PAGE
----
With my hunger satiated and the sun fully up, I decided to take advantage of my surroundings and explore Istanbul for a few hours before heading back to the airport. It was still pretty early, so the streets were deserted.

I walked over to the Hagia Sofia where I admired the architecture whilst lazing about the gardens



I got mixed up in a Chinese tour group


And disappointingly discovered that my selfie-taking abilities were majorly lacking in comparison to this lot.

(The selfie level of these three...EXPERT)

I then headed across the street to Sultan Ahmet, also known as the Blue Mosque. By this point in the day, busloads of tourists were descending upon the site.




I met a nice stranger who offered to take my picture in front of the Mosque,


And then invited me to his family's shop for a cup of Turkish coffee as he attempted to sell me a $10,000 rug. 

("That carpet better fly,"-my reaction after he quoted me the price.)

I politely declined his sale admitting that if I paid $10,000 for his rug, I would then have to live in and eventually eat the rug, as I would have no money for anything else after the purchase. I walked away from his shop and began exploring the side streets of Istanbul for the rest of the morning.

I made my way over to the Grand Bazaar where I spent hours haggling with shop owners over the cost of bracelets [sadly, I was too absorbed in bargaining to snap any pictures from this excursion].

After buying a few bits and bobs from the Grand Bazaar, I headed back to the hotel to meet my friend's sister and cousin for lunch.

By the time the mid afternoon sun blazed overhead, I was all tuckered out.
(I feel you, kitty.)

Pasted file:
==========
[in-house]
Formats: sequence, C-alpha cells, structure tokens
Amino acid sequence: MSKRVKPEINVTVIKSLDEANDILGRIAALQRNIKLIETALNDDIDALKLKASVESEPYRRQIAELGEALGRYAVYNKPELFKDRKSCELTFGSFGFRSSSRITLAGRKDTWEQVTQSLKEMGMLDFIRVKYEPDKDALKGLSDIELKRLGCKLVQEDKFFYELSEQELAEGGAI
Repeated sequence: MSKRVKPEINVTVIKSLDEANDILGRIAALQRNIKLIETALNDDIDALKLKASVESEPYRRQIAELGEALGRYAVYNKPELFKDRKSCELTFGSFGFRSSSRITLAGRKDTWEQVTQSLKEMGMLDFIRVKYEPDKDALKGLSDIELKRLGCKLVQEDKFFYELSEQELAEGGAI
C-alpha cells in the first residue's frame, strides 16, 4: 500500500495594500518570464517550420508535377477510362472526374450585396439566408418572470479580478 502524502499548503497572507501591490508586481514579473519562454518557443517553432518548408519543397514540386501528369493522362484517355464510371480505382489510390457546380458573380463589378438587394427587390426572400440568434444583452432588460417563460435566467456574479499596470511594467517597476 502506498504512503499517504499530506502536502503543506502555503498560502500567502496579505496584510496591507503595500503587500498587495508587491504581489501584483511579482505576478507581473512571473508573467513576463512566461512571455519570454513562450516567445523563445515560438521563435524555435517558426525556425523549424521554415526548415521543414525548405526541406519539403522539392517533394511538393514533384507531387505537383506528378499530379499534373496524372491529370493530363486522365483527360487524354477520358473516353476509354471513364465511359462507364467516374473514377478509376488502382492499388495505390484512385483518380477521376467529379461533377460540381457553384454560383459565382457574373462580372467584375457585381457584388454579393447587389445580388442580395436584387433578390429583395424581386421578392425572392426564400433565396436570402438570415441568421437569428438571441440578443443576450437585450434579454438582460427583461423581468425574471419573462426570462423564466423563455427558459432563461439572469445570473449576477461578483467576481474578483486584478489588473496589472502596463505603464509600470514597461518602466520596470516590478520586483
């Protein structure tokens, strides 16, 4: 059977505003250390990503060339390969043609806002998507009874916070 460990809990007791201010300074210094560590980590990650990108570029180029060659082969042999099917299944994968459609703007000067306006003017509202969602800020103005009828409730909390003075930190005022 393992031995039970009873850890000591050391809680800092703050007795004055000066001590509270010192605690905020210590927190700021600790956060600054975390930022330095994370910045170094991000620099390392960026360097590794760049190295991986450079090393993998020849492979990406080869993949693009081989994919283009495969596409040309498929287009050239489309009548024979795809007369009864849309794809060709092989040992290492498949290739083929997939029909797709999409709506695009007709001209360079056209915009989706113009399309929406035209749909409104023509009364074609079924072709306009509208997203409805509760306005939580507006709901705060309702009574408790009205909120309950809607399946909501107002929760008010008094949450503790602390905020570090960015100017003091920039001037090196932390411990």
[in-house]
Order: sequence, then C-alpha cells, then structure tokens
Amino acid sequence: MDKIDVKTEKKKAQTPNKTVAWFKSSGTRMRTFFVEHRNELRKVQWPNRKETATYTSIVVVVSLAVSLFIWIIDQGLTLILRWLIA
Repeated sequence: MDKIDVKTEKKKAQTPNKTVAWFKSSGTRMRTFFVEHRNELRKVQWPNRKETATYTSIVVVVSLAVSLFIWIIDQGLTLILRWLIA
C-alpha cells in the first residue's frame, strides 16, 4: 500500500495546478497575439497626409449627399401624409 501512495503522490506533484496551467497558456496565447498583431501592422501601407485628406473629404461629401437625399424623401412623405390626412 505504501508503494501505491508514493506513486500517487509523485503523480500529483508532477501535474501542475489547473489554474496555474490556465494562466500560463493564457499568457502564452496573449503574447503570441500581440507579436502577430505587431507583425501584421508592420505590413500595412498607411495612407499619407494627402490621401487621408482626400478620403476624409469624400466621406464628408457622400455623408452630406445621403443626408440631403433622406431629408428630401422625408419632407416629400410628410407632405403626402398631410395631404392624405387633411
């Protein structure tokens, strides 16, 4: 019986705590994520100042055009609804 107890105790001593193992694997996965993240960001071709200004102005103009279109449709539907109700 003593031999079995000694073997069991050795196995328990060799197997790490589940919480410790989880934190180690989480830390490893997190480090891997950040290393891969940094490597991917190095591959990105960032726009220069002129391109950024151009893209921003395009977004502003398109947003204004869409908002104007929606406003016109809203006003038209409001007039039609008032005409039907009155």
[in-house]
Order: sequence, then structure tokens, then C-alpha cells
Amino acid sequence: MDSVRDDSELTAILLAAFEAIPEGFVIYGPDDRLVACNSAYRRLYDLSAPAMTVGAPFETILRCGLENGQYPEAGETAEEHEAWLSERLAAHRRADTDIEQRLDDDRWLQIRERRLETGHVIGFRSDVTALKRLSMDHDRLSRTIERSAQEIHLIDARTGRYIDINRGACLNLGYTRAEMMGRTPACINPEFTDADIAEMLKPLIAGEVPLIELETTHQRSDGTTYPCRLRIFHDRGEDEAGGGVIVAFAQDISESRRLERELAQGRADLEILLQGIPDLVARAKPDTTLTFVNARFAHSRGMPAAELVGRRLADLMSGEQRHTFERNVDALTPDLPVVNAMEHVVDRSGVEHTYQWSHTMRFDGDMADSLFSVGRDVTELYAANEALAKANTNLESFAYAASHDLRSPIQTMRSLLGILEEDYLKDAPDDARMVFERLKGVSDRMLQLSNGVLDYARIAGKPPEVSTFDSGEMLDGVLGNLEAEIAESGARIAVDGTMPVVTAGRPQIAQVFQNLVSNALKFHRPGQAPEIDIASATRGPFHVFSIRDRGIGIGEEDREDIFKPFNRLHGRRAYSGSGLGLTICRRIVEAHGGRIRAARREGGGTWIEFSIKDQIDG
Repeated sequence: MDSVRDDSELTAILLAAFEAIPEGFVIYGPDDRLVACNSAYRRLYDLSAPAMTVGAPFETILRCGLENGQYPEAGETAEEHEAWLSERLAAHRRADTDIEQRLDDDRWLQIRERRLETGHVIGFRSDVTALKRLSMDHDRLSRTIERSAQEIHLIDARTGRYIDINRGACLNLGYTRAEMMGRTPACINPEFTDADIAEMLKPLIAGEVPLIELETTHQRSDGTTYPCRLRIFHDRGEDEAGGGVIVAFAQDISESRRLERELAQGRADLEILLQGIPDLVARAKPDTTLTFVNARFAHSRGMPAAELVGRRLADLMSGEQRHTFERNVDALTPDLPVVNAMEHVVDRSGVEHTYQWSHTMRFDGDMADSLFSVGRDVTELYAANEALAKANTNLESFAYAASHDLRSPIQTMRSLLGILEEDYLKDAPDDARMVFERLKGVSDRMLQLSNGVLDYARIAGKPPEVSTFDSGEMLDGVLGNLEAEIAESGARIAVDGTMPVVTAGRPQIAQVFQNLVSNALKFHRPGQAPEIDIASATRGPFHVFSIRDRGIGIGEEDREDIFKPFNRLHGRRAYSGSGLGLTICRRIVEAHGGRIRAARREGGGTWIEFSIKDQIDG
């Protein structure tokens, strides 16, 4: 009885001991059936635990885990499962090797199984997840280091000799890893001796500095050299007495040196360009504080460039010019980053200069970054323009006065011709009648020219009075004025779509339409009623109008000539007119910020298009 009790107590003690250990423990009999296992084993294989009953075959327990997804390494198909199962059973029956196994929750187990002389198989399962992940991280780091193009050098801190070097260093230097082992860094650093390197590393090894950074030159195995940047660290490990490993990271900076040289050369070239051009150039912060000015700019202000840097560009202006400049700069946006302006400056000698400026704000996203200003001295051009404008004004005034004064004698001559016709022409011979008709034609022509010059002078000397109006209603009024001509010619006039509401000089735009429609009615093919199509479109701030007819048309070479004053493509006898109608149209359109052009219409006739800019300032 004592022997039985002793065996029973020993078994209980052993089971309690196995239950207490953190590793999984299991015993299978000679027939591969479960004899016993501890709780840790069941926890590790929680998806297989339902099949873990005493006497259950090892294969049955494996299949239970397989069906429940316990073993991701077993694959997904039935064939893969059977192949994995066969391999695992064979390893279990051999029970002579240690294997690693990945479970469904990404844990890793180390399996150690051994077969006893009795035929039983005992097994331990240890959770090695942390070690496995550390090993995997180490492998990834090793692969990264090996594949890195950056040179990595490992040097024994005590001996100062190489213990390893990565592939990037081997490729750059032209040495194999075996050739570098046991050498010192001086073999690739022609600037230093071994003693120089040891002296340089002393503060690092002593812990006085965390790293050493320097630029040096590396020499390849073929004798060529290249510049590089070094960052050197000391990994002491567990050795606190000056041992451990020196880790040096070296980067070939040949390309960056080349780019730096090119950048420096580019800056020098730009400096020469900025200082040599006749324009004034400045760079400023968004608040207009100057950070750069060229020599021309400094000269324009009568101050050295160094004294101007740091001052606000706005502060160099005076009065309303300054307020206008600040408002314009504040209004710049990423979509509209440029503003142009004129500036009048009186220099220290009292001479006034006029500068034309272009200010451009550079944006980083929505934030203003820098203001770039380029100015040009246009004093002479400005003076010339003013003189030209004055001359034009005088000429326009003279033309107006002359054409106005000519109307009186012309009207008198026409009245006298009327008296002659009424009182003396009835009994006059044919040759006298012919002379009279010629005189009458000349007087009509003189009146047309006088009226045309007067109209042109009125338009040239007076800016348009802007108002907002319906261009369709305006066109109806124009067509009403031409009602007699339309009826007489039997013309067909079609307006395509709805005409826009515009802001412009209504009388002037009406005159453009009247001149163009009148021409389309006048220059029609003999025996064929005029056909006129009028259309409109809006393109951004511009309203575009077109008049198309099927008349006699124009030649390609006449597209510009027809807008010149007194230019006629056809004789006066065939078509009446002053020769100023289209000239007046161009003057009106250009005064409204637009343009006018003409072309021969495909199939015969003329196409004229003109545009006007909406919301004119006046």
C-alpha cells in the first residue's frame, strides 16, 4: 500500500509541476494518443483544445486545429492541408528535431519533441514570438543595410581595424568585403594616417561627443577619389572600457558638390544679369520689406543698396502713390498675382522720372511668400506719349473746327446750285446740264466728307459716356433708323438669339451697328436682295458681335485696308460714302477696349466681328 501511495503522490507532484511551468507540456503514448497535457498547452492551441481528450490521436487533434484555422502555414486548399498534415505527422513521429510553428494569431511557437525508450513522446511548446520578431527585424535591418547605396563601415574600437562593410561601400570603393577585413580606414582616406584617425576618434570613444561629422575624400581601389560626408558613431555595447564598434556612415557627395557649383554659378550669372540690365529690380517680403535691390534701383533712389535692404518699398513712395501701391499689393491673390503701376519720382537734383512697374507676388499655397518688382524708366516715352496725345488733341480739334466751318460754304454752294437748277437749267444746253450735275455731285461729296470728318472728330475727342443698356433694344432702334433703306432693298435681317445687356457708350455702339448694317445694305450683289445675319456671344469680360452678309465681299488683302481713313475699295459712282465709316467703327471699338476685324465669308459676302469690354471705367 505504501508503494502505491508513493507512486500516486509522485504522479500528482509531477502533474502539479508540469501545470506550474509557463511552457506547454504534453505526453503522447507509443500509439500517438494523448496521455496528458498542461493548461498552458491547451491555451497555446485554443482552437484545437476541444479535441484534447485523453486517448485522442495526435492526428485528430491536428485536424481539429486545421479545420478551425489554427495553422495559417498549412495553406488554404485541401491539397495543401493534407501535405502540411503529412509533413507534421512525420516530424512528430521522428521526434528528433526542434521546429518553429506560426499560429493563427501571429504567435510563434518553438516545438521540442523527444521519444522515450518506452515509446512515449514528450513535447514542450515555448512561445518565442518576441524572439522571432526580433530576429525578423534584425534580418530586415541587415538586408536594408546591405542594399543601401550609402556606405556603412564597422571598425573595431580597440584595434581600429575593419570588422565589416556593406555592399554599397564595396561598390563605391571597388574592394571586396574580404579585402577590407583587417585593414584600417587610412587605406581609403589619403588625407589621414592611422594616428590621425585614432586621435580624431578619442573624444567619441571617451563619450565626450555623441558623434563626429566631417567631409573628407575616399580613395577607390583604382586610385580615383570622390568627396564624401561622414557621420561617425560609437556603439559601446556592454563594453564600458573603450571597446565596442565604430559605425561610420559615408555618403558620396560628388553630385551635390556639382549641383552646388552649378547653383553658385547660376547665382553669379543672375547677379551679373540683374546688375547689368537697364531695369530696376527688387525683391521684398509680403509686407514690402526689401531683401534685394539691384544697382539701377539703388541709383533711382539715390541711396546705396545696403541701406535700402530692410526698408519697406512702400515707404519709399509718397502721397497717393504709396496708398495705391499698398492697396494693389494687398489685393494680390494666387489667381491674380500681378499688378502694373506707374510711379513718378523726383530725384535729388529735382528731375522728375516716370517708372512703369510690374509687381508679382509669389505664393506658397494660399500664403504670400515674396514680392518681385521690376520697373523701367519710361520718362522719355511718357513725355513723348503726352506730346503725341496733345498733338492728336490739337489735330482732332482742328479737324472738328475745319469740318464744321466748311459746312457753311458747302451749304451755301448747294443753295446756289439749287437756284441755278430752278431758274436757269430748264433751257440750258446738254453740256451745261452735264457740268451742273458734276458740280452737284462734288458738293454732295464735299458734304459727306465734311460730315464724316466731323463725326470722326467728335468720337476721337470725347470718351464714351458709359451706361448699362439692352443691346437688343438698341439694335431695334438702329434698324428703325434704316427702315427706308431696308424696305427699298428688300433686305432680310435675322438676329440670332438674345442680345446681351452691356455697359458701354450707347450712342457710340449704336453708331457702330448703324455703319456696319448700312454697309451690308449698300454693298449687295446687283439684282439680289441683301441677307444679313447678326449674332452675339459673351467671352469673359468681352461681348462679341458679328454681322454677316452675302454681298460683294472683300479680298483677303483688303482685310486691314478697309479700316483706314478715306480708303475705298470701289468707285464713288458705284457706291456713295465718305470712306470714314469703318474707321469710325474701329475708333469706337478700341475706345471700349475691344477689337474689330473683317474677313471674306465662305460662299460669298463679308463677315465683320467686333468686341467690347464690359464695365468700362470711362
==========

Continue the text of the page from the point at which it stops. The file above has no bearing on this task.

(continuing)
And headed back to the airport to continue my transit to the land of the free...

'Merica! F*ck Yeah!

To say I was excited to be back on American soil would be an understatement. If there's one thing I've taken away from living on a remote island, it's the appreciation I feel for the comforts and convenience of the modern world. No place could feel more convenient than New York City, where you can find things you had no idea even existed, let alone, that you NEEDED to buy #rightawayassoonaspossible! I spent five days speeding through the metropolis catching up [read: eating] with friends,
(This salad is as big as BJ's head. I call it a Freedom Salad.)

Visiting my pals who have created new and amazing human beings in the time I've been away,

 And playing my favorite subway game, "Wizard or Pimp?"
                                             
Five days in New York flew by fast and furious, and it was once again time to board another plane, this time to the Heartland of 'Merica, Nebraska. While there, I did typical Nebraska things like adorn my parents in matching Sri Lankan batiks,